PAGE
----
As a follow on to my last post about PHP memory consumption, I wanted to get some ideas out there about memory utilization. This post explores:
- An equation for the maximum number of users an application can support on a given server.
- What can happen when the maximum number of users is exceeded.
- How memory consumption impacts the cost of scaling to huge numbers of users.
Rough equation for simultaneous user limit based on memory:
(Memory Available / Memory Needed Per Request) = Memory Based Simultaneous User Limit
Memory Available != Total Memory. The operating system and other processes consume memory too. Even though a server might have 2GB of RAM, maybe only 60% of that is available to the application when everything is idle. The same idea applies to the JVM where classes and singletons occupy memory permanently, leaving a portion of the memory allocated to the JVM available to process incoming requests.
What happens when the limit is reached?
Keep in mind this is simulataneous users all hitting the site within say 20ms of each other.
- The worst case is, free memory will be exhausted and the operating system will start to swap to disk. In that situation performance will degrade and all users will have to wait for the server to catch up. Eventually the server will completely crash. All users will be impacted negatively.
- A better setup is to configure the application with a maximum user limit. When the limit is reached, new visitors will get a ‘page not available’ warning of some kind. This is better than crashing, and you can weather the rare surge of traffic that exceeds the limit.
- The best case is to anticipate this limit, monitor the system constantly, and always stay comfortably ahead of maximum capacity limits. This is what you pay your top notch systems administrators to keep tabs on.
This is not a purely technical decision. Some business models do not tolerate downtime. Other business leaders love taking risk and are not satisfied until something breaks. The business leaders on the team should be made aware of the issue and decide which approach they want.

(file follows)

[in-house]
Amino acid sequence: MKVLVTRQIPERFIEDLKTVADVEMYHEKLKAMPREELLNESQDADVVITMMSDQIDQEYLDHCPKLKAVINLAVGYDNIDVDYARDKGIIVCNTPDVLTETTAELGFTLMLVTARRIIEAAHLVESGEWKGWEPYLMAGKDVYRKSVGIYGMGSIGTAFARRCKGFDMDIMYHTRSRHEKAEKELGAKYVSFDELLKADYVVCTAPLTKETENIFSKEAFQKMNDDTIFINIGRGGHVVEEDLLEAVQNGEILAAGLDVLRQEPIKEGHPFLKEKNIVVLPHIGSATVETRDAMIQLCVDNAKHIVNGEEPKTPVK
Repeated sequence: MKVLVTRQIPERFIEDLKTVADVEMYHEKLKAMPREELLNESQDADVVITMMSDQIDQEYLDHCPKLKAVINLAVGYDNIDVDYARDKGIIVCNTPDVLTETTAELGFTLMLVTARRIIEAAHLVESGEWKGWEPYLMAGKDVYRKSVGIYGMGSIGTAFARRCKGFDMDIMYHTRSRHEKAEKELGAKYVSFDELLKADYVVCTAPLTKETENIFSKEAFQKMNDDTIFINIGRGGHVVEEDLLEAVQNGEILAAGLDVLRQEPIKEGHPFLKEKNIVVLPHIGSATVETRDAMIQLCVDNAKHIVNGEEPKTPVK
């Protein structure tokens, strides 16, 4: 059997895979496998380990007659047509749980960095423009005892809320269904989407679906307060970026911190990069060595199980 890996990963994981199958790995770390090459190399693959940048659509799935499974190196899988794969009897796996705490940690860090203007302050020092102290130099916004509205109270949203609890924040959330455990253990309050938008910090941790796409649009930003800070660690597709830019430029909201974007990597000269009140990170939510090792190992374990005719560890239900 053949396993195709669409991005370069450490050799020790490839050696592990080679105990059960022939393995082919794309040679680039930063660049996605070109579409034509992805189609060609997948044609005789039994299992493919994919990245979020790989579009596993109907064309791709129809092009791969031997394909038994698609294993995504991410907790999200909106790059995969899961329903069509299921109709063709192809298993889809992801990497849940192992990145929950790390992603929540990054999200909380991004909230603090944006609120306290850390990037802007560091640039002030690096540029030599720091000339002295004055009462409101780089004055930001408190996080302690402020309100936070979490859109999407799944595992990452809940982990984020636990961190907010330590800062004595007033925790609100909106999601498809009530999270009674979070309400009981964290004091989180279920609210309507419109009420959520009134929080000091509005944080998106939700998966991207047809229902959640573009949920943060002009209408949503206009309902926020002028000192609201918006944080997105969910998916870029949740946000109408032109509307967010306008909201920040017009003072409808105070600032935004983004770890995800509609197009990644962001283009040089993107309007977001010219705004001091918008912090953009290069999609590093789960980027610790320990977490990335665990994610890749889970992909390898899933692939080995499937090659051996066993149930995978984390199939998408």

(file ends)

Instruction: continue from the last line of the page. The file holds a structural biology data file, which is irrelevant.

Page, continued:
The cost of scaling:
If your site is low traffic (less than 50 simultaneous users), then memory consumption probably doesn’t matter much. Using a framework and leveraging plug-ins saves a lot of development time. Down the road it would be possible to turn on caching or employ other techniques to manage additional traffic.
However, if the site needs to scale to millions of users, memory utilization should be at the top of your list. Scaling cheaply is in part about using memory effectively. At a certain point it becomes worth it to refactor to light weight frameworks, which might take more up front development time, but the site will perform better.
As a very simple example, let’s consider three sites, A, B, and C, that use 4MB, 8MB, and 32MB on average per page request. Based on the findings in my previous post it might be that site A uses FatFree, site B uses Symonfy, and site C uses Drupal.
The AWS cost calculator reports that 1 large EC2 instance costs about $250/month. Site A has a huge competitive advantage over B and C when it comes to scaling. As an example, let’s say site A is reasonably successful and needs 10 servers to meet demand. An equivalent amount of traffic would require 20 servers for site B, and 80 servers for site C. In this example, the monthly server cost for A, B, and C are $2,500/month, $5,000/month, and $20,000/month respectively. The difference between A and C is about $17,500 per month. For a small business, that’s a fair amount of money. Now imagine if the traffic continues to grow, say ten times. The difference between A and C is now $175,000 per month. Did C paint themselves into a corner? Perhaps not, I don’t think comparing FatFree to Drupal is really that fair since they are different animals built for different purposes. Time to market is extremely important. Not to mention, how many sites really get 10,000 simultaneous users? It is important to be aware of the difference, and use tools for their best purpose.
Memory is just one variable:
Focusing just on memory oversimplifies the picture. The real user limit could be lower depending on CPU, Disk I/O or other factors (like a user triggering a huge report!). Request processing time is also important to pay attention to. Response time and bounce rate are positively correlated. The longer a page takes the load the more likely users are to leave the site. I have worked on applications where the response time had to be below one second. This influences the architecture to say the least. Disk I/O is another factor, especially in the cloud. The only real way to get to the bottom of all this is to run load tests and analyze the data.